Bloomberg News

Microsoft Said to Speed Windows Upgrades to Once a Year

November 30, 2012

Microsoft Said to Speed Windows Upgrades to Compete With Google

Microsoft aims to upgrade the software more frequently, about once a year, rather than every two or three years as it’s done in the past. Photographer: Stuart Isett/Bloomberg

Microsoft Corp. (MSFT:US) plans to overhaul how it develops the flagship Windows operating system in a strategic shift aimed at keeping pace with nimbler rivals Apple (AAPL:US) Inc. and Google Inc. (GOOG:US), people familiar with the matter said.

Microsoft aims to upgrade the software more frequently, about once a year, rather than every two or three years as it’s done in the past, said the people, who asked not to be identified because the product plans are private. The company plans to unveil the first of these updates in 2013, one of the people said.

The world’s largest software maker has floundered as personal computers, where it has long dominated, have lost ground to the smartphones and tablets championed by Apple and Google. The new approach could help Redmond, Washington-based Microsoft respond to industry changes and integrate new technologies more quickly.

U.S. retail sales of PCs running Windows have declined 21 percent since the company released the latest version of the operating system, Windows 8, according to a report by NPD Group Inc.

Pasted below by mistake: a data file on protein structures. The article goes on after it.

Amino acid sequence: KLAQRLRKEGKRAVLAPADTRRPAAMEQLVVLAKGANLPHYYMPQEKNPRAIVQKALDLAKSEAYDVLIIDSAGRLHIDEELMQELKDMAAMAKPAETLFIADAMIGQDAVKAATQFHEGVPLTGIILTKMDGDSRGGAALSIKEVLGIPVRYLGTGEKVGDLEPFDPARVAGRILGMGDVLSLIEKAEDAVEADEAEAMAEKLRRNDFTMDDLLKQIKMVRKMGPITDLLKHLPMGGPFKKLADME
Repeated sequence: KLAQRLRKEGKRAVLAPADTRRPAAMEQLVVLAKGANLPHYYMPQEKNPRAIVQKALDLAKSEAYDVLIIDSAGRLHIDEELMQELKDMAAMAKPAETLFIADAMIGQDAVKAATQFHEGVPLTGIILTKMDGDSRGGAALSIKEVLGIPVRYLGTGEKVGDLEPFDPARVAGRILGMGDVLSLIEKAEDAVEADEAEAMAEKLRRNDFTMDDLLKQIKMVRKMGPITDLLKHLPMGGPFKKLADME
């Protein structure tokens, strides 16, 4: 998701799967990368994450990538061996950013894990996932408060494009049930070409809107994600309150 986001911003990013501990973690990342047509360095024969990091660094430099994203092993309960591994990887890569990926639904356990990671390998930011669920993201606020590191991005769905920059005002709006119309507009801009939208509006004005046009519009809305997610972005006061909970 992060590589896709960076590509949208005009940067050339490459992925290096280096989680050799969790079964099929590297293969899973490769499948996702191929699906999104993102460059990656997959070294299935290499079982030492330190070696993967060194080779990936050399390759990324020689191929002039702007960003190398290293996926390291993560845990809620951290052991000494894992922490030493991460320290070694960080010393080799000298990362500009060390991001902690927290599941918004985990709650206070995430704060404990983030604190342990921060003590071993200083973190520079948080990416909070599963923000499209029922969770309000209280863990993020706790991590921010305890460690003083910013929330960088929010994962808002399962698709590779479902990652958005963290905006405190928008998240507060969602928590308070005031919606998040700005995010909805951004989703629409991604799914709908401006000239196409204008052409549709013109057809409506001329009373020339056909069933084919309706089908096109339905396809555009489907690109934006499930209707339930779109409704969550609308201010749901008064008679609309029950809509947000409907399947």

The decrease has been fueled by a 24 percent drop in sales of notebook computers as many customers opt for Apple’s iPad or tablets powered by Google’s software instead of Windows, NPD said. The report compared sales from Oct. 21 to Nov. 17 of this year to the same period of 2011. It was based on a sampling of retailers and excluded Microsoft’s own stores, where the company’s Surface tablet is sold.

Shares Fall

Microsoft shares (MSFT:US) fell 1.2 percent to $26.62 at the close in New York, making it the worst performer in the member-weighted Dow Jones Industrial Index. The stock has gained 2.5 percent this year.

The company yesterday said the Intel Corp. chip-based version of the Surface will cost $899 for the cheapest model, not including the tablet cover with a built-in keyboard that is one of Surface’s key features. That raised concerns among analysts that the price may be too high for many users.

Microsoft hasn’t yet figured out whether the new, more frequent upgrades will be offered for free, or for a low price to current customers, said one of the people.

Catherine Brooker, a spokeswoman for Microsoft, declined to comment yesterday. The plan was reported earlier this week by The Verge.

To contact the reporter on this story: Dina Bass in Seattle at dbass2@bloomberg.net

To contact the editor responsible for this story: Tom Giles at tgiles5@bloomberg.net


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